Posts tagged Roza Baglanova

What else I learn from my adult learner students

The other day was a potpourri of various talents who showed up for English practice that is meant for advanced speakers once a week.  Some of these university employees were more shy to speak up once the talkative ones found their stride.  Represented were those from Center for Energy Research, Economics, Admissions, Legal department, Strategic planning and the Library.  We got on the topic of occupations as a kind of carry-over from the week before when we discussed teachers and builders.

The conversation went all over the place from talking about Kazakhstan’s sports like boxing, football and hockey to the recent Asian Winter games to Tour de France, to Roza Bagnalova’s son to the profession of policemen to the upcoming presidential election.  Finally an hour was up and we were talking about Olympics and the Goodwill Ambassador Vladimir Smirnoff who represented Kazakhstan.

One of them asserted that the most popular professions in Kazakhstan are lawyers and economists, especially looking at what students are majoring in for their subjects at university.  Others didn’t agree so we quickly moved into sports.  Apparently the most famous footballer is Pele whose name means “useless” or perhaps “crafty.”  We talked a long time about his name and how his name means smart but doesn’t let on that he is, like in Russian (heat-tree.) I can’t tell from my notes because I had to write fast with six people all having an opinion about this athlete.  Supposedly he was quoted as saying that if Russia wins the World Cup, then Brazil will have a hockey team in hell.  Something like that, like I said, my notes after trying to decipher them 24 hours later leave much to guess work.

This I DO know they talked about and was new information for me, that the Klitschko brothers who are so famous in Ukraine for their boxing feats were actually born in Semipalatinsk, Kazakhstan. Their father was a military man and it is said as a kind of joke, I’m not sure if this actually happened.  One of the Klitschko brothers ran into Sasha Cohen in New York City, who made that despicable movie about Kazakhstan (which really wasn’t true to Kazakhstan and was filmed in Romania).  Anyway, since Klitschko is really a Kazakhstani, he had some strong words for Cohen and it put the fear into him.  You don’t want to mess with a boxer if you get him riled. Maybe this was just a joke but the point is, that the film has done little to bring good repute to Kazakhstan.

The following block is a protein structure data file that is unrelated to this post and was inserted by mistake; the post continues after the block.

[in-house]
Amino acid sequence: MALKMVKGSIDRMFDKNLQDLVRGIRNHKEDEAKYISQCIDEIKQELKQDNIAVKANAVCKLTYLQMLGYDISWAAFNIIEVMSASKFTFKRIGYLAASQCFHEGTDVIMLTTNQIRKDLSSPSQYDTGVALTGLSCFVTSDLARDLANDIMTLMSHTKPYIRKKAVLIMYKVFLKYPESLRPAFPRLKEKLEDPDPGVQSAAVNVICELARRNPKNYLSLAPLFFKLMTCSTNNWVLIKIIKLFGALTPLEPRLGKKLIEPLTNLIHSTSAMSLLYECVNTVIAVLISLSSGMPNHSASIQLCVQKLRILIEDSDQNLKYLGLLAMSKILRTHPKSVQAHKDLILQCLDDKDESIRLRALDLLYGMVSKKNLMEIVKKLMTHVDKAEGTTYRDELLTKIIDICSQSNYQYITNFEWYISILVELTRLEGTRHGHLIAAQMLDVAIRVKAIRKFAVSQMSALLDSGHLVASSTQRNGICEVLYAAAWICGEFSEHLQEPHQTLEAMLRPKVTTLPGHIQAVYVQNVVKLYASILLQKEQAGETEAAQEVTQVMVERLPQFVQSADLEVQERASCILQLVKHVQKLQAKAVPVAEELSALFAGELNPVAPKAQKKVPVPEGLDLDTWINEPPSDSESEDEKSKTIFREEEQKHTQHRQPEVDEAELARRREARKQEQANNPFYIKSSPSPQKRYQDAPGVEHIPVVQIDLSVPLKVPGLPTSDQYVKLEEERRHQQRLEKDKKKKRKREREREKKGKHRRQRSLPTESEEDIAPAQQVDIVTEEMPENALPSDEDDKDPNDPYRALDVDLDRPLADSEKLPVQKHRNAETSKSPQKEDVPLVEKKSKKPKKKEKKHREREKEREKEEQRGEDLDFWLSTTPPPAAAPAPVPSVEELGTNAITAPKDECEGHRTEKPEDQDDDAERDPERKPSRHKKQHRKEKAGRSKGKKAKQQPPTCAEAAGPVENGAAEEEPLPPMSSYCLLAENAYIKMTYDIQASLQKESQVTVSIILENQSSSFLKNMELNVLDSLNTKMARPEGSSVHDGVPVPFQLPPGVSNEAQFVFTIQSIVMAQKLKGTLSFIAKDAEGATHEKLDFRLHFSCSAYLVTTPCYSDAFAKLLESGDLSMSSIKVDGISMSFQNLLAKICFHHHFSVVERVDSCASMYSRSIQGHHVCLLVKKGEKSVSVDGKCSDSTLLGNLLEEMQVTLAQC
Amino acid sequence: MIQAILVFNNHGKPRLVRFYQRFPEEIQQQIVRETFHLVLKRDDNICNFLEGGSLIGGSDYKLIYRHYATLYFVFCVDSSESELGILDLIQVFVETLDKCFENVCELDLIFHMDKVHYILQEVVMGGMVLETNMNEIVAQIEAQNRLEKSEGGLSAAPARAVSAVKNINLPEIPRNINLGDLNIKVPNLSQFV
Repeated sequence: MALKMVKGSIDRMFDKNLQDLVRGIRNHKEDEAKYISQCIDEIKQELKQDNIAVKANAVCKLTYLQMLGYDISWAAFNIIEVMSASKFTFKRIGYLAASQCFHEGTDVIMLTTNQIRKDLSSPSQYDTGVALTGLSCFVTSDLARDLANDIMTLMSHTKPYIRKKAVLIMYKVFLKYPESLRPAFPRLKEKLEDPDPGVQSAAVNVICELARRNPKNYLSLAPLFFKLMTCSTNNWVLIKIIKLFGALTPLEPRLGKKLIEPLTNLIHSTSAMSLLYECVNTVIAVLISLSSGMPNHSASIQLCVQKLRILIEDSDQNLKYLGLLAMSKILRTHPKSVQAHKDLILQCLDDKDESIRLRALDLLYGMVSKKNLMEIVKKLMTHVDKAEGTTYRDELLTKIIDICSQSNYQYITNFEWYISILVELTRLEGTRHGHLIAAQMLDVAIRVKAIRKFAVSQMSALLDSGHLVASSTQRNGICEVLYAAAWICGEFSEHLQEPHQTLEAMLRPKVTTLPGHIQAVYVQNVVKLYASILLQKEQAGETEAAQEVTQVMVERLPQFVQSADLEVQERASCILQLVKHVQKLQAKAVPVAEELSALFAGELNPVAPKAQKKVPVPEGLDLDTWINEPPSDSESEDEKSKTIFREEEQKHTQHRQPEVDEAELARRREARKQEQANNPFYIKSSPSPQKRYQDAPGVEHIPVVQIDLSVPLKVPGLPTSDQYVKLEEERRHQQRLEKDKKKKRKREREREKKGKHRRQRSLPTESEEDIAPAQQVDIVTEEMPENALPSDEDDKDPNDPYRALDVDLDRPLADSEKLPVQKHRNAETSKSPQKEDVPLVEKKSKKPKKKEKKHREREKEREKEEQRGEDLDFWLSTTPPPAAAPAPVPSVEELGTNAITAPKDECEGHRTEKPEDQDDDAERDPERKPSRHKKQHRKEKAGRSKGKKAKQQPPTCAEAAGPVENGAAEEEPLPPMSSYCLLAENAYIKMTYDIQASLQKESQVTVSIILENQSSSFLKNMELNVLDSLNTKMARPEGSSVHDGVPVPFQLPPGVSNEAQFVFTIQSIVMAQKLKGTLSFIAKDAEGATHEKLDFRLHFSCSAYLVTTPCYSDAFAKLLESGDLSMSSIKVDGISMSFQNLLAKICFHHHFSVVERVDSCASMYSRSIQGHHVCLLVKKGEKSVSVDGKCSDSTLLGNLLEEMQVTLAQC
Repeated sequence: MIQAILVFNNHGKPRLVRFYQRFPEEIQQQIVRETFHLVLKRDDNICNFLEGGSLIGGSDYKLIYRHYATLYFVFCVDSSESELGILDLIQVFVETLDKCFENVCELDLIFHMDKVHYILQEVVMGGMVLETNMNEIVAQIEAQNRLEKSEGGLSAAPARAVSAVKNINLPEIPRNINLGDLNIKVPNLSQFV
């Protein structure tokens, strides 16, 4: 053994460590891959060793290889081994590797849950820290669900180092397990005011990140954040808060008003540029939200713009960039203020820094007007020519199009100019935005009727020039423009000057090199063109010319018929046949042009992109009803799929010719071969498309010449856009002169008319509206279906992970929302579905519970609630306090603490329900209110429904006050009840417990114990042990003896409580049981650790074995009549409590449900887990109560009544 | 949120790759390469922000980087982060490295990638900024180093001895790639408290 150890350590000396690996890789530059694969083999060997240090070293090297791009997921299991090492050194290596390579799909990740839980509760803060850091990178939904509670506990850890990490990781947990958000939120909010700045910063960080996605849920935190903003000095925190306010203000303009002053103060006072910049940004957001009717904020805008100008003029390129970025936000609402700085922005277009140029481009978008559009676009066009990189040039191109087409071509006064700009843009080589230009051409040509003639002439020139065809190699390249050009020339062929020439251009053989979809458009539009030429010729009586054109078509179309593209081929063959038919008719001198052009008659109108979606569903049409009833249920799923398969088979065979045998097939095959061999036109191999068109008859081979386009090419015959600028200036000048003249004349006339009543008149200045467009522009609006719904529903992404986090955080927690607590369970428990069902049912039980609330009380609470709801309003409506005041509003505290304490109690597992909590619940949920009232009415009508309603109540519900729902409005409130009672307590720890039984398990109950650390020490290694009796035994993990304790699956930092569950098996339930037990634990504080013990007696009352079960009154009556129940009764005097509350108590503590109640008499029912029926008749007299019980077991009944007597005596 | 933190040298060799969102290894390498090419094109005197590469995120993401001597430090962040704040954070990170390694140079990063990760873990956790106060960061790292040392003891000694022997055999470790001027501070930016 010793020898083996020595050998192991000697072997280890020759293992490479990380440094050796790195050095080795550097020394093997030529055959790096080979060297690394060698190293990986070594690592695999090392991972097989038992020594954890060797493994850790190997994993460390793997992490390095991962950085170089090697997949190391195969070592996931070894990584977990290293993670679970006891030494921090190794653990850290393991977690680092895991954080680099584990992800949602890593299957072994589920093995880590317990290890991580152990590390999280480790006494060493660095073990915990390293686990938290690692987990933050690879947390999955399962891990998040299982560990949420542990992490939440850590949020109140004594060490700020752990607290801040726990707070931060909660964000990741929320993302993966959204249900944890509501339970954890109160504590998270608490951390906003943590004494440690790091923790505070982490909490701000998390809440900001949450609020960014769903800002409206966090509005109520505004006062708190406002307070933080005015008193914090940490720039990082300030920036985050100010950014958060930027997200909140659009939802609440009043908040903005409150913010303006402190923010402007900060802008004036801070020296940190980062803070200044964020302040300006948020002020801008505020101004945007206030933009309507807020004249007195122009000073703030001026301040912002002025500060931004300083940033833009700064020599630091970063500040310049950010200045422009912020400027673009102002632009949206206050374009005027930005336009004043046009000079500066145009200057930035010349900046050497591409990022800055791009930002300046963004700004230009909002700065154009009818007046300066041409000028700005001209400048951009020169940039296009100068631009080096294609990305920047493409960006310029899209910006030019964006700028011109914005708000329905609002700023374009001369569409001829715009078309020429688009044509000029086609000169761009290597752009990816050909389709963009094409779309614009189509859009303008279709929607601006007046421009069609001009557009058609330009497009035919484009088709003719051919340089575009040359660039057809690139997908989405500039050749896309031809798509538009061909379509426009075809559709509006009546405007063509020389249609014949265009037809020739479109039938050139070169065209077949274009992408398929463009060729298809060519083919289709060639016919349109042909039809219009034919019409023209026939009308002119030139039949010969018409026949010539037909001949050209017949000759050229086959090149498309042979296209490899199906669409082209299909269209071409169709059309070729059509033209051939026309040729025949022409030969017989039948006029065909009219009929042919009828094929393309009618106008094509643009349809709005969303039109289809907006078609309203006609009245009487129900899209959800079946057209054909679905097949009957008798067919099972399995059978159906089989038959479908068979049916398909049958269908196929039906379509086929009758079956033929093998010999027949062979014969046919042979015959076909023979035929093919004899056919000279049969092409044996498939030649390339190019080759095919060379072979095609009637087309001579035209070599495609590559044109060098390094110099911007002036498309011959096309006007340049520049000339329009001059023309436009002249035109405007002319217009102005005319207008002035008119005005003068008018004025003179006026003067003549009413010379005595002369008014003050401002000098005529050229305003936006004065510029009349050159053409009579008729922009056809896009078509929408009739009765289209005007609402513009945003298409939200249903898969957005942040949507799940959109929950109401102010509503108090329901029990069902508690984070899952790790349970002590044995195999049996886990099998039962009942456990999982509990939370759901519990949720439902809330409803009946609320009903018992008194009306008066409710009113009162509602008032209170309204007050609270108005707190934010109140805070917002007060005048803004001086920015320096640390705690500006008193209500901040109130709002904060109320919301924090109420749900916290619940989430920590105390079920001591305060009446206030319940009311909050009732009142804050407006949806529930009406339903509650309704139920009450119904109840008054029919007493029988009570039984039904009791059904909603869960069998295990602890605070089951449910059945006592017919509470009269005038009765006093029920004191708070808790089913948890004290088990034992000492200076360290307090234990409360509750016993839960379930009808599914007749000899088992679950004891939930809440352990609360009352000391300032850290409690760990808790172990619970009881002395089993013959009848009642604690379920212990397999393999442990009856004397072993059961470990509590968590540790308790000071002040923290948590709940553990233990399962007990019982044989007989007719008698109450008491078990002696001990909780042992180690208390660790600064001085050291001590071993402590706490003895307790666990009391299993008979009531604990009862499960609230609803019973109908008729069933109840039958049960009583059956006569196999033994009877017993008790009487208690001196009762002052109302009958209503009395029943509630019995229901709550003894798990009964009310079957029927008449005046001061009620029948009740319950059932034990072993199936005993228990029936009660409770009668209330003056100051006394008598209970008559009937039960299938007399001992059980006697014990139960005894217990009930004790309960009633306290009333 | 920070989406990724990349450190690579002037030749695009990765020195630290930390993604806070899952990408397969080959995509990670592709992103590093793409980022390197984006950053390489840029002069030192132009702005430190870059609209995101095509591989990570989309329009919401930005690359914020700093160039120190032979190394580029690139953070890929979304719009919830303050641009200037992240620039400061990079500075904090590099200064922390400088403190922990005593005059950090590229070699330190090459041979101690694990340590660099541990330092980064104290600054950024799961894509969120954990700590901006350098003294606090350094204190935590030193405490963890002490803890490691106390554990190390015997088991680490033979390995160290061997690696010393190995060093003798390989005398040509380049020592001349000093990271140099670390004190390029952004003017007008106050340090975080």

One thing that was supposed to bring Kazakhstan’s reputation up a notch or two was the Tour de France that was won by a Spaniard Cantador while he was biking for Team Astana last year.  We shall see who will rise from the Kazakh athletes to take over in cycling.  A nice stadium that was built just down the road from the university for the ice skating for the Asian games is really for cycle races.  It looks like a bike helmet from the outside.

We moved on to what all Kazakh people know internally but is little known in the western world about Roza Baglanova who died just last week.  She was a much loved singer and represented Kazakhstan in the former Soviet Union.  Apparently one of my adult learner “students” went to school with her son Tarzhen.  When he was born his grandparents went to register him with a good Kazakh name but when the father found out about it, he was furious and had it changed to a good communist name, Tarzhen. I’m unsure of the meaning but it sounds like Tarzan to me.  Apparently Tarzhen didn’t follow in his mother’s footsteps in music but his father’s as a businessman.  He is entrepreneur and his quiet and keeps to himself, a good father of 3-4 children.

Then we got into the subject of names of Kazakh children and what it was like in the past if you wanted to appear politically correct.  I mentioned that during the Cultural Revolution in China in the 1960s many young girls were called “Hong” for Red.  Someone said it was true in the USSR’s past that many had the names related to Lenin or Marx.  One poor lad was named after Albert Gore after he visited Kazakhstan.  With the Asian games now over, some girls are called Aizada (Asia) or boys might be called “Summit” after the OSCE summit last December. Or parents might use the word “Khan” or “Bai” or Abai going back to ancient times.  Some babies are given the name of the day of the week that they were born.  This has deep Kazakh roots to give names that honor an event.  Being BORN is an event here in Kazakhstan!

Somehow our conversation was directed back to occupations and several of these Kazakh people drive cars, so we talked about policemen.  After a Kazakh driver is stopped by a man with a white and black baton, the requisite forms are filled out. Some said they never pay a fine and talk their way out off whatever ticket.  Others who are in a hurry will pay the bribe just to get back on the road again.  You see, if you don’t want to go through all the steps of going to the bank and the police office to get the necessary paperwork down, you can give 1,000 or 2,000 tenge to the officer. However, this is NOT usually done directly, it might be slipped into a book or it might be left in the back seat of the squad car.

If you were to pay directly and officially with all the extra time spent to do it, it would cost about 6,500 tenge.  In the capital city of Astana it is not as bad to pay bribes to police officers as down in the south of Kazakhstan, like in Almaty. Perhaps this doesn’t happen in Astana because the police are more tightly controlled or they have other more important functions to deal with such as security for the president and other VIPs.  Maybe they are better paid than those officers to the south.